Monday, November 28, 2005


Hi there

Wanted to let you all know I am fine. I am in Essaouira, Morocco right now. This keyboard is rearranged for Arabic right now so this email may be short but I am going to see how long I can stand it.

So... Bill, our farmer, drove us to Torvizcon on Friday, where we caught a bus to Granada. Then we got another bus to Algeciras, the Spanish port city. Next day; found a place to leave most of our belongings, made arrangements, and took a ferry to Tanger, Morocco. Catherine barfed a lot and oversolicitous men tried to help us fill out all our forms. When we got to Tanger we had a 6 hour wait before our bus to Casablanca. So went and walked around and bought some groceries. Then a 5 hour bus to Casa; then a 2 hour wait, then 7 more hours to Essaouira. Then we got off and wandered around blindly fending off people begging to put us up so so cheap and yes there is a hot shower madame! We ended up with a beautiful room for 3 dollars apiece per night and our hosts made us pots of hot mint tea just like Catherine learned in Mali. That was yesterday. Then we went to get something to eat and went to sleep for 13 hours. Jesus Lord! Or should I say, hamdullah.

It is so shocking being here. I don't think I've ever received a greater cultural shock I have in our first 24 hours here. I am so humbled. I thought I knew a lot, but I know nothing. Everything qbout this trip up til now seems like a joke in comparison. I have no idea how I am perceived here. We had a little incident in Tanger where Nicci and I got grabbed on the street. It was pretty upsetting. But why did it happen? Because we are female? Or white? Or unaccompanied? Or out after sunset? Or in the wrong place at the wrong time? Or dressed weirdly? Women here wear hijab, a floorlength tunic and a head scarf. Men wear a different kind of tunic with a pointy hood and sometimes a turban. We just cover ourselves from head to toe in what ze have.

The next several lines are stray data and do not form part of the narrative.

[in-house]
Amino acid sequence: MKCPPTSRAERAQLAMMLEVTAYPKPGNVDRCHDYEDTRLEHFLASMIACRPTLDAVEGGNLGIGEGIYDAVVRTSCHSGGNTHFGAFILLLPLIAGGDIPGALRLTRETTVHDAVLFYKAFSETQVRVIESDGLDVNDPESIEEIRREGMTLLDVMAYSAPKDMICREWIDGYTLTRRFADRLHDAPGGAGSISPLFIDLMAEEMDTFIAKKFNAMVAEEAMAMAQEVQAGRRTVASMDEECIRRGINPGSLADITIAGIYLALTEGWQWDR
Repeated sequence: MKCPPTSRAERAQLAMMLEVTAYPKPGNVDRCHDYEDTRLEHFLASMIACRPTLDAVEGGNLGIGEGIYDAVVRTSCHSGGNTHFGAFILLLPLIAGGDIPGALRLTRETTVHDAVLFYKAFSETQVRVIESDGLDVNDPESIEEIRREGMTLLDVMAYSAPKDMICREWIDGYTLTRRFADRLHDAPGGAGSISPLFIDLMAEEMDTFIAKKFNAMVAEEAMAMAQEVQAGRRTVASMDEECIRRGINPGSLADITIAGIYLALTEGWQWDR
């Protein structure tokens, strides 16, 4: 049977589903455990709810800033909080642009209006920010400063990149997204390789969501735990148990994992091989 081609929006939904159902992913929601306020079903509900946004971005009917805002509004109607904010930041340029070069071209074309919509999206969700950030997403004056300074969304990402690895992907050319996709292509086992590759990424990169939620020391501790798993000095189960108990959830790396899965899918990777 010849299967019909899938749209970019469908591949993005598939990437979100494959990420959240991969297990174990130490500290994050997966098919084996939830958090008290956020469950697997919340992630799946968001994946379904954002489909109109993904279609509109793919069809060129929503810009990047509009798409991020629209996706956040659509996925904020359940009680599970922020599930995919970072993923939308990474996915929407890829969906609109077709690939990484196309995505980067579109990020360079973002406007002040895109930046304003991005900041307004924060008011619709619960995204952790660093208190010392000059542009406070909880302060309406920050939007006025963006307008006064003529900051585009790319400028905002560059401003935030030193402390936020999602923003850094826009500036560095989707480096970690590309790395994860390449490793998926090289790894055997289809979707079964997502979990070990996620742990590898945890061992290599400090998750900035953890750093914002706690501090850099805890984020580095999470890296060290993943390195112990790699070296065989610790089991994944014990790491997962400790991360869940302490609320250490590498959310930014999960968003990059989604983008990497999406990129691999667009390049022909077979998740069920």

Leaving the city was another kind of shock. The cities are surprisingly cosmopolitan but the countryside gets increasingly bootleg as we go south. The landscape looks like what I would imagine in the Middle East: dry and scrubby. Although in other places it is lush and looks like I have always imagined Africa. In the small towns no one even speaks French. I am learning to recognize the Arabic writing for "Women" (for the bathroom), "Coca Cola," and "Essaouira." But I still have the linguistic abilities of a three year old. In Arabic I am limited to one word statements. For exqmple, a conversation that transpired at the bus station yesterday:

Me: (in Arabic) Hello sir.

Man: Hello:

Me: (pointing at bread) Three. Please.

Man: (in French) You....speak.... is... French?

Me: Uh... espagnole?

Man: Ah! My brother... marry... with Spanish.

Me: Um...

Man: (smiling, in Arabic) garble garble! blah blah!

Me: (smile, shrug)

Man: blah! garble! hfdgjkhdfqgljk!

Me: (laughing helplessly, take bread, smile more) Thank you.

Man: You're welcome. garble garble!

Me: Good. Bye.

Man: Goodbye

:::me fleeing back to the bus:::

Meanwhile, in French I can embarrass myself more thoroughly. I am capable of entire sentences of gibberish:

Me: And the street of our hotel, what does he call himself?

Man: Rue alAttouane.

Me: Ah! I me am an agreement of where our hotel is!

Man: Uh...

Me: Are we wanting to go there now.

Man: (smiling uncertainly)

Me: It is good! Thank you! Yes! Goodbye!


You can see it is rather exhausting being here. We have a lot to learn. I have rarely felt more stupid, incompetent, or out of place, but so far it is ok. I am deeply grateful to be here with Catherine and Nicci of all people.

I also really want to keep going. I want to go to West Africa.

Ok. That is all for now. I can't stand the keyboard any more. Will write again soon.



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